How Every Top NBA Free-Agent Signing so Far Could Backfire
It's almost a cliche at this point to state that the NBA offseason has become more exciting and interesting than the actual October-through-June slate of games, but it’s true, and for a great reason. With no basketball to watch besides the three-week long B-movie that is Summer League, fans are given eons of time to convince themselves that THIS will be the year that their team finally breaks through and wins a title.
And this year, more than any in recent memory, most fans might be right. So many stars have changed zip codes over the past week in an effort to capture the Larry O’Brien Trophy that almost half the league has a legitimate chance at a Finals berth.
However, despite so much high-level player movement, only one team can win a championship in 2020, leaving 29 teams and their flashy newcomers disappointed.
In this time of perpetual basketball optimism, let’s take a look at the worst-case scenarios for every top free-agent signing.
Let's briefly address the top five free agents who re-upped with their current clubs. Having seen four of them in action last year, we have a general sense of how they fit with their respective rosters, but the busy nature of this week has altered each of their team contexts in a significant way.
Klay Thompson, Golden State Warriors
Klay Thompson is one of the hardest players in the NBA to doubt because his skill set is so transferable—he may be the only player in the NBA worth the five-year, $190 million contract he agreed to sign who is not a primary shot creator. However, his knee injury leaves some room for questioning.
First, of course, there is the possibility Klay never returns to peak form after that ACL tear. Additionally, the acquisition of D'Angelo Russell (more on him later) will seemingly shift Klay to small forward indefinitely once he returns, assuming Russell is still on the roster past the trade deadline. If this is the case, Thompson's physical tools (6'7" with a 6'9" wingspan) could lessen his defensive impact when facing bigger wings on a full-time basis.
Khris Middleton, Milwaukee Bucks
Like Klay Thompson, Khris Middleton's skill set is low maintenance enough that he is hard to question from an on-court perspective.
However, he agreed to sign a five-year, $178 million contract, which comes out to an average annual salary of over $35 million per season. For a one-time All-Star who is not a primary shot creator, that number may look hefty in the years to come and could prohibit Milwaukee from effectively rounding out its roster behind Middleton and Giannis Antetokounmpo.
In fact, the Bucks were already forced to let starting combo guard Malcolm Brogdon walk away to the division-rival Indiana Pacers. What other quality role players might they be forced to renounce or not pursue as a result of Middleton's behemoth salary?
Kristaps Porzingis, Dallas Mavericks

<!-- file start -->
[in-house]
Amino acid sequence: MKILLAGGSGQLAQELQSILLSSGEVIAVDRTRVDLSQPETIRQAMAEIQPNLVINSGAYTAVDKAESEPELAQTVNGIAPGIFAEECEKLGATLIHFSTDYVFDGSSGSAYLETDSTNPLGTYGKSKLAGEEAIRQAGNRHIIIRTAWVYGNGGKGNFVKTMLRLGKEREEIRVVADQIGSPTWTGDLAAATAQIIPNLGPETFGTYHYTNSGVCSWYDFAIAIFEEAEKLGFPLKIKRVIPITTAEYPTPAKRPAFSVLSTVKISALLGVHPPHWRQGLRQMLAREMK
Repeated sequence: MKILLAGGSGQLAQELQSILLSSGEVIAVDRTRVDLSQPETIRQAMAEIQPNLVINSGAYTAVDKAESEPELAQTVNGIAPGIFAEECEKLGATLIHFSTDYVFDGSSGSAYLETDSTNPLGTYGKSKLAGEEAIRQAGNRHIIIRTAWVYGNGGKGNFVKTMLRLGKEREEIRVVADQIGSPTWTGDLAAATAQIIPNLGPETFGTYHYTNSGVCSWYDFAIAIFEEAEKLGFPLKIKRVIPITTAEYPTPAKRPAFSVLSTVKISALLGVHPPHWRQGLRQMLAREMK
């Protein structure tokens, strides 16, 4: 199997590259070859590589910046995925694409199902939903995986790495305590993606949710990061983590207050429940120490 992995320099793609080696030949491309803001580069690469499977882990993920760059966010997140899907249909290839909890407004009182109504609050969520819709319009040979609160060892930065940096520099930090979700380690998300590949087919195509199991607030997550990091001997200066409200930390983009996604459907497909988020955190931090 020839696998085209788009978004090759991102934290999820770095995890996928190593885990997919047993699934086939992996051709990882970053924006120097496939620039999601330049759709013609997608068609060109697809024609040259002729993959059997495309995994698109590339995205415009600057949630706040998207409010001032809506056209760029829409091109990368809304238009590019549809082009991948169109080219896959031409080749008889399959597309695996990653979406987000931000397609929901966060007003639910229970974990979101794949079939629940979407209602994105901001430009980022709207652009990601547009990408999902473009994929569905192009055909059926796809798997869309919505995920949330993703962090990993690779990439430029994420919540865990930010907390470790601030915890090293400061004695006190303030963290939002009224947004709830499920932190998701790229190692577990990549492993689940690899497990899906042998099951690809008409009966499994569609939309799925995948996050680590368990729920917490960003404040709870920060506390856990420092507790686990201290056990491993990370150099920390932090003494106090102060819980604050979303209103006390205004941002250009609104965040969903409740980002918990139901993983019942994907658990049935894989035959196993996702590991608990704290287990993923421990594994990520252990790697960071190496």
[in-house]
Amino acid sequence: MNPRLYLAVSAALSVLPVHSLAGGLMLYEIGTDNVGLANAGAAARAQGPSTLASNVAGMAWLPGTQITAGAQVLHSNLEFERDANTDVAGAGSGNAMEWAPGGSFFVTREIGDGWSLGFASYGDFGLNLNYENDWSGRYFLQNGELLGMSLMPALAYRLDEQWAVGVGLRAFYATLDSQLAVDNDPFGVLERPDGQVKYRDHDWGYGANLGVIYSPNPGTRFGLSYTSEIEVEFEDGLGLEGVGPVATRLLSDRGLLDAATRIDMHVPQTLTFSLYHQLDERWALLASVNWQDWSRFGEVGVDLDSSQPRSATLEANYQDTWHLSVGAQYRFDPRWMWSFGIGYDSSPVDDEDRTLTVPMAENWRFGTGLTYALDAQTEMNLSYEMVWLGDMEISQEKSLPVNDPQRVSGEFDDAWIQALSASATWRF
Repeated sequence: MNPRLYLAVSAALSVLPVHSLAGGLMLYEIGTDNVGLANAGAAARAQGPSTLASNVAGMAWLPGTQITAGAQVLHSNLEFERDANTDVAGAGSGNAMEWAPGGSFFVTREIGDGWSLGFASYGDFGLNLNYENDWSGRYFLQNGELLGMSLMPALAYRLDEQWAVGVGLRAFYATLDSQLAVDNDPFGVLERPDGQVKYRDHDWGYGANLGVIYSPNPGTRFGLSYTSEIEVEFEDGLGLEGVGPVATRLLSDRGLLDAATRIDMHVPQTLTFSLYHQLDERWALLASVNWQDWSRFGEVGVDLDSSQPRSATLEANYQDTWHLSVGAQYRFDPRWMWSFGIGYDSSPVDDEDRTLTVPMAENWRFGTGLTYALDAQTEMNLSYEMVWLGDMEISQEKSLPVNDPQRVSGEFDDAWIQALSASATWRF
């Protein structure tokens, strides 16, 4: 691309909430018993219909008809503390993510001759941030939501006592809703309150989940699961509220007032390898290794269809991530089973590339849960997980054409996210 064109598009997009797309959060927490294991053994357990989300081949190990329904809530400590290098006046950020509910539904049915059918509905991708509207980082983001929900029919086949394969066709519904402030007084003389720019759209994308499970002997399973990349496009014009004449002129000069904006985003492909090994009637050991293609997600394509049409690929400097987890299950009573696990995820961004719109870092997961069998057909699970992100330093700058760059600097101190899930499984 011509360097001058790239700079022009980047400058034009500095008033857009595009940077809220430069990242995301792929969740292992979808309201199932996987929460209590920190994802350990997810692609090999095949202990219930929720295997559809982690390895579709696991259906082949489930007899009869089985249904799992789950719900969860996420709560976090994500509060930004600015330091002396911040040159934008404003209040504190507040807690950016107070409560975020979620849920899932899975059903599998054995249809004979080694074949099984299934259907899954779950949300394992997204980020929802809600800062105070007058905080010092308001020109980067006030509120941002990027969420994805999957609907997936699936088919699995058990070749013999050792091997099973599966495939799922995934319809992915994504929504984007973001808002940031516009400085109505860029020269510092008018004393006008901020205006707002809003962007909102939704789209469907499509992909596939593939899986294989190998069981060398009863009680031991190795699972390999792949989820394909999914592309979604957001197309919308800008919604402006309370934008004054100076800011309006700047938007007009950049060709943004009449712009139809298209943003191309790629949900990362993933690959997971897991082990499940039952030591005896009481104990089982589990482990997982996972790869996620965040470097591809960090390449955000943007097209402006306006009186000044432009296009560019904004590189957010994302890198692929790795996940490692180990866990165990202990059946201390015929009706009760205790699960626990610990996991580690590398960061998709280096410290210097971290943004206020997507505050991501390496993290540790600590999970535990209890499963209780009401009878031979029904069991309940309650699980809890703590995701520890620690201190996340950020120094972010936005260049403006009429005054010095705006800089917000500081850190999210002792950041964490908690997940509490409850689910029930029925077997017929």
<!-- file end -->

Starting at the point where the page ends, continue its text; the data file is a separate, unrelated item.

The Mavericks have been somewhat lost in the shuffle this week, but let's not forget they still boast one of the best and most promising young duos in the NBA in newly minted Rookie of the Year Luka Doncic and Kristaps Porzingis.
However, while Doncic is an excellent fit with almost anyone, the original Unicorn may present a bit of a challenge. In a strictly basketball sense, Porzingis is an inefficient scorer and an afterthought as a passer. He recorded just a 48.9 percent effective field-goal percentage in his injury-shortened 2017-18 campaign, and he has not averaged more than 1.5 assists in any season of his career.
Off the court, he has an unsettlingly long list of injuries beyond the ACL tear from which he is recovering and is dealing with allegations of rape that occurred during his time in New York. For such a good, young talent, there are a lot of red flags that will plague Porzingis, especially on a reported five-year max contract worth $158 million.
Tobias Harris, Philadelphia 76ers
Tobias Harris' situation is a lot like Middleton's, but it might be even more dire. The Tennessee alum agreed to re-sign with Philadelphia on a similarly large five-year, $180 million contract, but unlike Middleton, Harris has never made an All-Star team.
Also, in exchange for signing Harris, the Sixers had to let Jimmy Butler, their top clutch shot-maker, walk. Philadelphia has plenty of talent in its new starting five, but high-level shot creation remains an elusive skill within the quintet. Joel Embiid is at his best working from the paint, Ben Simmons remains in search of a jumper, and reported new additions Al Horford and Josh Richardson are also not primary shot creators.
That leaves Harris, who is not known for his ball-handling or shooting, completing just 32.6 percent from three-point range after joining the Sixers. Is he up to the task?
Nikola Vucevic, Orlando Magic
It's been quite a year for Nikola Vucevic, as he broke out in almost every conceivable way. He made his first All-Star team, ranked eighth in the NBA in Real Plus-Minus ahead of the likes of LeBron James, Damian Lillard and Kevin Durant, and he ended the Magic's five-year playoff drought. Congratulations, Nikola—you get a reported four-year contract and $100 million!
Now, the real work begins, which is to say he must continue that high standard of play. Once again, the Magic lack a real point guard and reportedly added forward Al-Farouq Aminu to a big-man rotation that already includes previous lottery picks Aaron Gordon, Jonathan Isaac and Mo Bamba on top of Vucevic.